Nirvana – In Utero (20th Anniversary Edition) Feb20


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Nirvana – In Utero (20th Anniversary Edition)

Strip away the myths, the lies and the conspiracy theories that sprung up in the wake of Kurt Cobain’s death and you are left with one unassailable truth – Nirvana were the most important rock and roll band of the last 30 years.
They came along just at a time when the music scene needed a vigorous and violent shake up and they delivered that with an almost malevolent glee.

Recognising that great rock and roll was synonymous with youth and rebellion, Nirvana harnessed the energy and barely controllable rage of youth and channelled it through their raw and visceral live shows – suddenly, here was a band that parents didn’t understand, and this made them all the more appealing for a new generation of rock fans that were too young to have lived through Punk.

Nevermind may be regarded as their defining classic album, but it was In Utero where the real Nirvana stepped forward. Now, remastered, remixed and repackaged for our listening pleasure, we get In Utero: The 20th Anniversary Edition. There is something sadly ironic about an album like In Utero getting the full valet service, yet another cynical example of tomb raiding of the highest order in an attempt to generate more cash from their slender back catalogue of material.

Because make no mistake about it – there is only one reason for re-releasing an album like In Utero again – money. Pure and simple. The original recording was nigh on perfect – producer Steve Albini distilled their sound to its core elements and created something explosive, incendiary, alive. Nevermind was a classic album, but listened to side by side with In Utero, its compressed, radio friendly production makes it sound puny in comparison.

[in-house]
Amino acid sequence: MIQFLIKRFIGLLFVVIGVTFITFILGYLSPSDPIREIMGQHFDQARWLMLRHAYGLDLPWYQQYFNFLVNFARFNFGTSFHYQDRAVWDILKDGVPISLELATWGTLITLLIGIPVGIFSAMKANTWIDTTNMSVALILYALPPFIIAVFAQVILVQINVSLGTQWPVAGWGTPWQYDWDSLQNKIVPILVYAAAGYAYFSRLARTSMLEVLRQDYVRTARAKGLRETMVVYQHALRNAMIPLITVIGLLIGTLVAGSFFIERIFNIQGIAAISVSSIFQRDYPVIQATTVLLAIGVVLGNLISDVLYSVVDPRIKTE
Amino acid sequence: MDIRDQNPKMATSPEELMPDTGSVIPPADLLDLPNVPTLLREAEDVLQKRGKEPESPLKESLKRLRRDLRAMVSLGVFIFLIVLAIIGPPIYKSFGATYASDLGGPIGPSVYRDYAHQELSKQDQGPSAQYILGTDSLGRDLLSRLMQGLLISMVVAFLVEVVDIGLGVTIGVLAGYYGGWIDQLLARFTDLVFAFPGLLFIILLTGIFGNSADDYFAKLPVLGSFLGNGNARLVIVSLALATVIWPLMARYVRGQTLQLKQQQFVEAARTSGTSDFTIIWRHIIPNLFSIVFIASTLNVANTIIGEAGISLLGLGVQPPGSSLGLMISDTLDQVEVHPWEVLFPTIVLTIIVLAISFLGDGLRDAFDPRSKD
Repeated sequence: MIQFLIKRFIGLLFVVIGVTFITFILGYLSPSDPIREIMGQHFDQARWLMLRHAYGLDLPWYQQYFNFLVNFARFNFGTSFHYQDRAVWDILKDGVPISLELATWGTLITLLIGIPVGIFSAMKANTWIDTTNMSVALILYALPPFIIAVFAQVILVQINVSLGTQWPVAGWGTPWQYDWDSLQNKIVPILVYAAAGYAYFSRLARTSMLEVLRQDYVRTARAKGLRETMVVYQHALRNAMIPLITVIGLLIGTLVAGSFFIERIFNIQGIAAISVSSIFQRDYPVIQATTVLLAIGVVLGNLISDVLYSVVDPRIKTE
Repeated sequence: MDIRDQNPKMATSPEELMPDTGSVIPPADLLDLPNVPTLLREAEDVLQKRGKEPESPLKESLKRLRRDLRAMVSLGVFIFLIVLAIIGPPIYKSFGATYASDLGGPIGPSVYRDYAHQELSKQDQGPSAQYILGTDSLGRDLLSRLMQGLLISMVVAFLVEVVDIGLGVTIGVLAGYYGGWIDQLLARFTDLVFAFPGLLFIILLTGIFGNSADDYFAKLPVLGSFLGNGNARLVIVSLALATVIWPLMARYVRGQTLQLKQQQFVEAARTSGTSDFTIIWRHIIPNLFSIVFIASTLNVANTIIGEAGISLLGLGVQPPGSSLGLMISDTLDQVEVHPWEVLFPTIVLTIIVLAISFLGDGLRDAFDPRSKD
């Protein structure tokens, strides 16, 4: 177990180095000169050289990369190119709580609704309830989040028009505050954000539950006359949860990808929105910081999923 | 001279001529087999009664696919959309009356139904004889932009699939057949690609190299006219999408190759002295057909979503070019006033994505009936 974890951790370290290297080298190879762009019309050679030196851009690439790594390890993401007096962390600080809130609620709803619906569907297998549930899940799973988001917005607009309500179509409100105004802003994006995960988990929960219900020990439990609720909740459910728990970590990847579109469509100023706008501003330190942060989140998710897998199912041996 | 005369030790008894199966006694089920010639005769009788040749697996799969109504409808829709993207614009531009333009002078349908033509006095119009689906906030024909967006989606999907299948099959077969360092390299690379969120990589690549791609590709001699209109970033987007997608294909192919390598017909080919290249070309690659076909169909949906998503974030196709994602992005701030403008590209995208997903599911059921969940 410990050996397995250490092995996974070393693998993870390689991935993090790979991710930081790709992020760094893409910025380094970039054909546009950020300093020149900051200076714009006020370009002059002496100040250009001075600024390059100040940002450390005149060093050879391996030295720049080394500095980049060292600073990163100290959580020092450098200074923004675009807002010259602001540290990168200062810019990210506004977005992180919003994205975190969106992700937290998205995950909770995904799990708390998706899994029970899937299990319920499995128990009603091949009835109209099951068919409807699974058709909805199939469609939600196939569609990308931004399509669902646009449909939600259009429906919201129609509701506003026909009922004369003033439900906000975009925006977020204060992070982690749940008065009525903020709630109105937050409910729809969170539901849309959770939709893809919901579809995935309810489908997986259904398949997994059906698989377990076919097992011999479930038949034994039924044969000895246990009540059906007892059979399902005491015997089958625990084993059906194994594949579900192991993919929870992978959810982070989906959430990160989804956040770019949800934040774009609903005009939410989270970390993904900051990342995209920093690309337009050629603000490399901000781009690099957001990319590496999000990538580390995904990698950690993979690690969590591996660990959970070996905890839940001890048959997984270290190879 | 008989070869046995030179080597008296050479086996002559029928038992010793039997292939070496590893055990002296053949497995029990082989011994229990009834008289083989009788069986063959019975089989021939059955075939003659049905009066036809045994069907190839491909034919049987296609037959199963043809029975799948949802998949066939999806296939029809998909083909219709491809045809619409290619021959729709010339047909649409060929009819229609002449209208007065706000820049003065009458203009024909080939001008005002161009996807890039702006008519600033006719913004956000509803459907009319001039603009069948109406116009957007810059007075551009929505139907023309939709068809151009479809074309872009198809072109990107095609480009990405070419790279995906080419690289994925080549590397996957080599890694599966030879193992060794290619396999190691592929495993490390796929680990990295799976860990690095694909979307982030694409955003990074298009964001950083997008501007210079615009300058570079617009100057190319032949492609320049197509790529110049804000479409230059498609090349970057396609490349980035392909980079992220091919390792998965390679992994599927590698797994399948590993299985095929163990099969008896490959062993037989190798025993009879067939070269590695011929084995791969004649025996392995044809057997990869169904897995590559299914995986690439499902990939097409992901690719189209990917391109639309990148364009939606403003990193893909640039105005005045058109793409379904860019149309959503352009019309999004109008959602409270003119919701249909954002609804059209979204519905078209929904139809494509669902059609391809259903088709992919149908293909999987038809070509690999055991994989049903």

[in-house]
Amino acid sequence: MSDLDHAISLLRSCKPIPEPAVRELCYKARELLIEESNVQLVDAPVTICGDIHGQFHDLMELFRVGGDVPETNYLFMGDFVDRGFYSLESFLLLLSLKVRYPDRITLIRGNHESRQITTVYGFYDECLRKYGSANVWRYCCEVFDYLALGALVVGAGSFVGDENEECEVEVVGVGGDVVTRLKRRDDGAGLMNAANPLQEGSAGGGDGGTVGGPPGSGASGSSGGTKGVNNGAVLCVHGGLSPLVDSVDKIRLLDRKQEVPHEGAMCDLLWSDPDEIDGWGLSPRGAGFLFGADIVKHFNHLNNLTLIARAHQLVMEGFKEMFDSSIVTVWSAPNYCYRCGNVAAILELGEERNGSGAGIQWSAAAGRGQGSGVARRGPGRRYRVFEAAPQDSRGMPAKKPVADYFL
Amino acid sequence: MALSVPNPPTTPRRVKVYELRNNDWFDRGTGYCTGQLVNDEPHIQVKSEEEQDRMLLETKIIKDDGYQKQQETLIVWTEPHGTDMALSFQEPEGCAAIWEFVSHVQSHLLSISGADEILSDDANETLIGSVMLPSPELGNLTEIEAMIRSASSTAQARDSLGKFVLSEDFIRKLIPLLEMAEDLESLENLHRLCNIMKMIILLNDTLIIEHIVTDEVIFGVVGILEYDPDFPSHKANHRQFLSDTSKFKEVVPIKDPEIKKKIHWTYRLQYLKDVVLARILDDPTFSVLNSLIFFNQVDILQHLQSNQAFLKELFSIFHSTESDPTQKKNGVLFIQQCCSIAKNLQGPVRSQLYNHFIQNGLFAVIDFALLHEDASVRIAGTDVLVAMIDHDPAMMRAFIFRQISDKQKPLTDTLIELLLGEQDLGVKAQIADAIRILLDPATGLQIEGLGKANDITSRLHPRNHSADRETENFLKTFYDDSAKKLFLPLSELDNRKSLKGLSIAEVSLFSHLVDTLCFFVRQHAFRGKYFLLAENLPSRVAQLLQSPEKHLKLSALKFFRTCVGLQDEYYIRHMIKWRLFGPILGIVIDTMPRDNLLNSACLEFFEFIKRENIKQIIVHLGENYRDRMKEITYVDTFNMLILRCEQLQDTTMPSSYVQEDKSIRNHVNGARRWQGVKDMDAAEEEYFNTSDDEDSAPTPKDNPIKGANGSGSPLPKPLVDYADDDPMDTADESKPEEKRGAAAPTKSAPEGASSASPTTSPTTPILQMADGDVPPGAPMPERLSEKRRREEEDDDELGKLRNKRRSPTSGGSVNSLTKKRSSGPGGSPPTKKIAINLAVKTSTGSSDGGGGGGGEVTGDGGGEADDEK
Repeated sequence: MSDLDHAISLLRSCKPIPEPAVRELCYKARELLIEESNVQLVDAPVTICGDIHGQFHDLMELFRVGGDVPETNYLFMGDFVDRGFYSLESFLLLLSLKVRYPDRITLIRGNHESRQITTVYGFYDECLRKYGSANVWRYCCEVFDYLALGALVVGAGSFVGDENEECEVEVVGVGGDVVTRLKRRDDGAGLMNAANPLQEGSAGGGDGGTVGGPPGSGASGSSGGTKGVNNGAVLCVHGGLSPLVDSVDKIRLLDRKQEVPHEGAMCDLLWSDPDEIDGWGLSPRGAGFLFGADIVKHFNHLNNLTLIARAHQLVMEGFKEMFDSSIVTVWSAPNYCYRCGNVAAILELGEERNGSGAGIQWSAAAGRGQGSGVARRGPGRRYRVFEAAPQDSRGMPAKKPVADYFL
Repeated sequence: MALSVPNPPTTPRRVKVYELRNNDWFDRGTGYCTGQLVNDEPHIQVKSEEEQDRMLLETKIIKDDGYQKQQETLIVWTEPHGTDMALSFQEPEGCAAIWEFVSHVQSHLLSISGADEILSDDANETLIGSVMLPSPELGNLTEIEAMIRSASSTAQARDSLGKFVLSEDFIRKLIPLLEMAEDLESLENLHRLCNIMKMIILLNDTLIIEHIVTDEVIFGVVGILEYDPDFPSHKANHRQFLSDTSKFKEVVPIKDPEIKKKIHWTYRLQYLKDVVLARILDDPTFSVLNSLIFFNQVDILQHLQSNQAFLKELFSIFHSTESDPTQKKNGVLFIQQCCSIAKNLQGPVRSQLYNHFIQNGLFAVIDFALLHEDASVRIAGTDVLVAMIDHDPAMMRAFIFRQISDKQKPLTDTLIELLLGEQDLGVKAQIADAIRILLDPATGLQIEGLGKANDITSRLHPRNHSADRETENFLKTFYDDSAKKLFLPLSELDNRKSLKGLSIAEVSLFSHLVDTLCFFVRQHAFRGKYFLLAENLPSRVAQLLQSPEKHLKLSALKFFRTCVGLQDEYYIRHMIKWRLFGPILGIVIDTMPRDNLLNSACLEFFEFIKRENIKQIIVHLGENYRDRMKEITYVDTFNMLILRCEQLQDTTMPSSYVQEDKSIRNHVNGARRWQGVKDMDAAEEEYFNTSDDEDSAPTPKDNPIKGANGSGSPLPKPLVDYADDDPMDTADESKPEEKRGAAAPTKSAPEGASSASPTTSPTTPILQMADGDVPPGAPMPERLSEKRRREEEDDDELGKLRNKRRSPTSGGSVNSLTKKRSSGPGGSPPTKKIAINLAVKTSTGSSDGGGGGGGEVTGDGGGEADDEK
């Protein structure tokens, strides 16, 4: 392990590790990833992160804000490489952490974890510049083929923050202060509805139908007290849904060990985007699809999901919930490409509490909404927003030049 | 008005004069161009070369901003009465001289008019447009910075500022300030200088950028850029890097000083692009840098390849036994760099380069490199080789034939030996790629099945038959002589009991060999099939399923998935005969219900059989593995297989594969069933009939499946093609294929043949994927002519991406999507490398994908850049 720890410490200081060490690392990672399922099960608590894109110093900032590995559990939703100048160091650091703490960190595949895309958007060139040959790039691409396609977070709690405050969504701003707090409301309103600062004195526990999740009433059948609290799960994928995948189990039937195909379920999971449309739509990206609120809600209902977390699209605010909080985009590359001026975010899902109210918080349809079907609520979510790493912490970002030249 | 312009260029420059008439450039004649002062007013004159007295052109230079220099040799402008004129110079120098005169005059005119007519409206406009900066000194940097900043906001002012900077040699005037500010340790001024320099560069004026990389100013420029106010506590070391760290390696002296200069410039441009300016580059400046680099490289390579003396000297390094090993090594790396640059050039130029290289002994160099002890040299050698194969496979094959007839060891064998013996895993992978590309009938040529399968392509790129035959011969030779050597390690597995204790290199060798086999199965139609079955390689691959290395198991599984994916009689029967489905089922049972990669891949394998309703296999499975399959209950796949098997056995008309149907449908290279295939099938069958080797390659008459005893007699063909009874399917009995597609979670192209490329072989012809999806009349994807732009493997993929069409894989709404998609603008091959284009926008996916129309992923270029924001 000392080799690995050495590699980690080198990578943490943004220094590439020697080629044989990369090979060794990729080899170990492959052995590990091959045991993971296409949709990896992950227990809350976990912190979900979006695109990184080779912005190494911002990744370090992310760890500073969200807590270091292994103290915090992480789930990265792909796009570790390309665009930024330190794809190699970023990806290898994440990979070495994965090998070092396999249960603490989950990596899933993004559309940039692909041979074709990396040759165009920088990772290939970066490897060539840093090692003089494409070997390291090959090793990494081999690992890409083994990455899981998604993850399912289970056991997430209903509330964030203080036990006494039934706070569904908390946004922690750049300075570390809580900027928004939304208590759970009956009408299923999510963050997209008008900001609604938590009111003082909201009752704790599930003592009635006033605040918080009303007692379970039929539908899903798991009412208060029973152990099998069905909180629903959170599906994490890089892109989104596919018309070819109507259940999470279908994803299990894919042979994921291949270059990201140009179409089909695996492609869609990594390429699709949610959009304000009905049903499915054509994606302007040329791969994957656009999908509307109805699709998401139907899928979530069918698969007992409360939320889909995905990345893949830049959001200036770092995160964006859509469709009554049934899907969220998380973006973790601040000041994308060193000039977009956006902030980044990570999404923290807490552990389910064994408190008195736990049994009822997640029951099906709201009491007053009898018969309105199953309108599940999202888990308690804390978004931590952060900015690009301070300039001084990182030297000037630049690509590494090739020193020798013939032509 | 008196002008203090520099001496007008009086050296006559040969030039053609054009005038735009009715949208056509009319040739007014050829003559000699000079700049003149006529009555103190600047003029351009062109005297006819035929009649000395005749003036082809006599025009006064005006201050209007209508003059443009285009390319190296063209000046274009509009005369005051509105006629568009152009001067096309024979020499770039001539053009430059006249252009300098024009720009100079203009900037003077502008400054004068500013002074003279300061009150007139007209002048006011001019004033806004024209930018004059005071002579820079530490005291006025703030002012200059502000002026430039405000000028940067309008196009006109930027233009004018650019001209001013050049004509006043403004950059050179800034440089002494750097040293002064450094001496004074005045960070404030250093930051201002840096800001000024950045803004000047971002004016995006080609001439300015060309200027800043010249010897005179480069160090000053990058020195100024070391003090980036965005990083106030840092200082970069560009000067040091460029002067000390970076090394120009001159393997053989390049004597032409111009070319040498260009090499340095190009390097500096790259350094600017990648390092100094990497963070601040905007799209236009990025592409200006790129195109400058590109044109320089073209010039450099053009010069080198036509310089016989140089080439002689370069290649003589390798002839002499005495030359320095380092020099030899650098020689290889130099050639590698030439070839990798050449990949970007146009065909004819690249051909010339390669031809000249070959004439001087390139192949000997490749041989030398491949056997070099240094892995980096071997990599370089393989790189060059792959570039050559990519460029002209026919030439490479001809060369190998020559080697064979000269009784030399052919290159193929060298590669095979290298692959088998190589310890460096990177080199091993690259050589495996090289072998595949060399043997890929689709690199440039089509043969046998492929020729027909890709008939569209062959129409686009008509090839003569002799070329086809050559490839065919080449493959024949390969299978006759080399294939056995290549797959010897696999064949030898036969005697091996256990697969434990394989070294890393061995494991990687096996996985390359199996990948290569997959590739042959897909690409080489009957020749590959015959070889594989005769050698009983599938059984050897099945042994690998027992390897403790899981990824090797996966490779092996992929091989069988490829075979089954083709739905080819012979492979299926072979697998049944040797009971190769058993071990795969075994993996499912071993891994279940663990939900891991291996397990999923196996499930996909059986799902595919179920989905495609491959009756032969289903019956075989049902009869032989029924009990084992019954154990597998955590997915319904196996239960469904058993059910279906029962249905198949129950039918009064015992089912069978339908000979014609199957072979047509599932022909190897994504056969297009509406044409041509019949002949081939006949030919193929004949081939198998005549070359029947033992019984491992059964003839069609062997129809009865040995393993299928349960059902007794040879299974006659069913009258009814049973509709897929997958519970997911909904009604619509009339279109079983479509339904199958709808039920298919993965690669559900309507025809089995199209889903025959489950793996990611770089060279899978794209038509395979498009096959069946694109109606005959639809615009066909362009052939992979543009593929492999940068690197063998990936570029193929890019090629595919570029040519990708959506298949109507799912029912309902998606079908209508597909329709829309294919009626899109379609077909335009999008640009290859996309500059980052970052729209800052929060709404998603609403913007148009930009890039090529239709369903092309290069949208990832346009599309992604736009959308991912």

The slight tweaks introduced for this anniversary edition may pique the interest of dedicated fans, but there is nothing here that significantly enhances what was already a truly great record. To hear the jagged guitar attack of ‘Serve the Servants’, the primal howl of ‘Scentless Apprentice’ and the bludgeoning power of ‘Rape Me’ is to rediscover what rock and roll was meant to sound like.

As re-issues go, this conforms to what we have come to expect – different formats, multiple versions and deluxe editions but on an album where Cobain railed so strongly against the corporate side of rock music, it is something of a minor tragedy that all involved have managed to turn even this into an exercise in profiteering.

Nirvana secured their status as one of rock music’s greatest ever bands after just three studio albums but their legacy could have been so much more. They transformed the music scene for a brief instant, but instead of inspiring a host of new and exciting bands with the power to shake things up even further, we got a parade of identikit acts in plaid shirts mimicking their heroes. Typically, the record companies found a way to homogenise and package this in a safe, commercialised way – so we got a succession of bands that sounded like Nirvana with none of the excitement, danger or attitude.

Now, twenty years on from the release of their finest album, their most potent attack on the greed and cynicism of the industry that slowly consumed Cobain is turned into yet another unit shifting money maker. One suspects that as long as there are doe eyed teenagers wearing Kurt Cobain t-shirts, the industry will always find a way to extract maximum return.

A classic, five star album, a cynical, lone star conceit.

5 out of 5 stars (5 / 5)